Even though Forhoohar misses this crucial element in her analysis, she essentially confirms it through her narrative. By showing how major American companies have shifted their focus from innovating to ensuring shareholder profits, she identifies the consequences of the malaise in the productive sector. Companies such as Apple or GE tend to reap higher profits in the financial markets than from the sales of their products. They are beholden to the interests of such corporate raiders as Carl Icahn and others who have managed to restructure firms and influence CEOs to ensure a steady stream of ever-increasing profits. This idea is legitimated and entrenched through MBA curricula and various business schools whose guiding ideas have shifted to reflect the dominant business practices. Instead of focusing on innovation, they propagate market efficiency theories and teach financial risk modelling, thereby placing the financial markets at the center of the economy with ever-increasing complexity. In turn, massive share buybacks to hike up stock prices, the focus on redistributing surplus value rather than creating it, short-termism at the expense of long-term economic stability and other predatory practices are normalized.
Financialization poses dire threats for the majority of the society, and Forhoohar details its impact on commodity prices, housing and retirement systems. The lure of short term profits endangers long term security. In the commodities markets, financial and non-financial institutions bet on price rises, and often are the ones spurring it, leading to lucrative profits for the shareholder, but potential catastrophes for the vast majority of the poor who then cannot afford to buy the essentials. Similarly, private equity investors have benefited from steeply discounted housing prices following the recession by becoming the largest buyers in the market. This marginalizes low-income families who are then forced to rent, usually from massive corporations such as Blackstone. As fewer people can afford to own, these shadow-banking institutions are bound to grow, cashing in on people’s misery. The future looks bleak, as even the retirement system in the US succumbs to the two-pronged attack of privatization and financialization. The IRS has noted a decline in the number and size of defined pension plans, as corporations cut benefits to bolster profits, which leads people to look for private investment and savings vehicles. Even the government, which significantly underfunds defined pension plans, was forced to work with Wall Street. Mutual funds and asset management companies are now the main vehicles for retirement savings. These very companies charge exorbitant fees to their naïve customers and make short-term investments decision to ensure quarterly profits, imperilling everybody’s future. Entrusting your future to the market mechanism never tends to end well for the vast majority.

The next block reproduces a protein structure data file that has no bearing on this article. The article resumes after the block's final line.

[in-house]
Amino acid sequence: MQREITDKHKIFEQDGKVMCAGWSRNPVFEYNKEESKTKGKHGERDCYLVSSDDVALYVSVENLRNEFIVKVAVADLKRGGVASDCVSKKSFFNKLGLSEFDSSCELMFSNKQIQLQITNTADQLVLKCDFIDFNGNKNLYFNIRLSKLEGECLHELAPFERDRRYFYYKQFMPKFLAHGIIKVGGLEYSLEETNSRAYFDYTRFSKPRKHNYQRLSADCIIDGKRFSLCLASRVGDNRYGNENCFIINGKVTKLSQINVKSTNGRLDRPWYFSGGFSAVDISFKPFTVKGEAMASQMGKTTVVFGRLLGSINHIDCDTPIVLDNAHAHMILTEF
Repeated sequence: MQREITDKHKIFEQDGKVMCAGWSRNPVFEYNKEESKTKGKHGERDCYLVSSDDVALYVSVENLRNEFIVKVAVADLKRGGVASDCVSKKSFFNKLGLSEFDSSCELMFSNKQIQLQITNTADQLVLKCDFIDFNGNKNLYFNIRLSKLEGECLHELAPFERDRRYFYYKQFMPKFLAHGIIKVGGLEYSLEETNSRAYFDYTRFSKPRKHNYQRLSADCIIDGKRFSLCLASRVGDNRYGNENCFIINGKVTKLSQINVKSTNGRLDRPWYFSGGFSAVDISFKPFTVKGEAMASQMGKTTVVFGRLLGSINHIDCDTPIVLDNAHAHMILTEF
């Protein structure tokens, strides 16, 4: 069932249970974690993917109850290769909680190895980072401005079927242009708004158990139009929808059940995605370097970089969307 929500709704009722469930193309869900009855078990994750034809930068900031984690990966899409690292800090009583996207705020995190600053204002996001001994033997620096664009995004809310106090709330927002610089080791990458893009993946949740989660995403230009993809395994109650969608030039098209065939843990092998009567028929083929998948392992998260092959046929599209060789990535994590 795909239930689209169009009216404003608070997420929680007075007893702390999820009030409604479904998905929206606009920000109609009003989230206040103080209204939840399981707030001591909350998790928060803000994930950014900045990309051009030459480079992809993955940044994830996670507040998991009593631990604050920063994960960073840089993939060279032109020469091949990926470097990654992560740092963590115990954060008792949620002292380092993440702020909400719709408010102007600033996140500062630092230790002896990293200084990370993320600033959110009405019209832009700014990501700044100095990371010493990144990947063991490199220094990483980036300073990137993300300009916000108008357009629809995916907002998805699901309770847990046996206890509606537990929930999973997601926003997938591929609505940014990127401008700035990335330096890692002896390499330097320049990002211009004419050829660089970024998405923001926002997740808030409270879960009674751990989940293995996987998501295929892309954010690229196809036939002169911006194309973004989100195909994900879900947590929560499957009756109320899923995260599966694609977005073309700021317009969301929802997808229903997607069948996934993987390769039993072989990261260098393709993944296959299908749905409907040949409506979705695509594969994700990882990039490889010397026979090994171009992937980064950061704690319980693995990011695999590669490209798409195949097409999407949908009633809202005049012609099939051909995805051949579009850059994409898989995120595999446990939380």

Despite these worrisome trends, Forhoohar remains optimistic about capitalism’s ability to rectify the situation. She rightly suggests that the financial industry needs to be tightly re-regulated, and its complexity managed. However, changing the narrative might prove to be difficult when the systemic instability forces companies to act in a certain way, that is, to fuel speculative profit-making by way of debt and financial expropriation. Crafting a new narrative will lead to a mere reformulation of the dominant principles by those who have the power to ‘speak,’ and the system will remain in place. Makers will remain making, and takers will continue taking. Instead, what we need is to free ourselves from the confines of capitalism and imagine a world beyond it.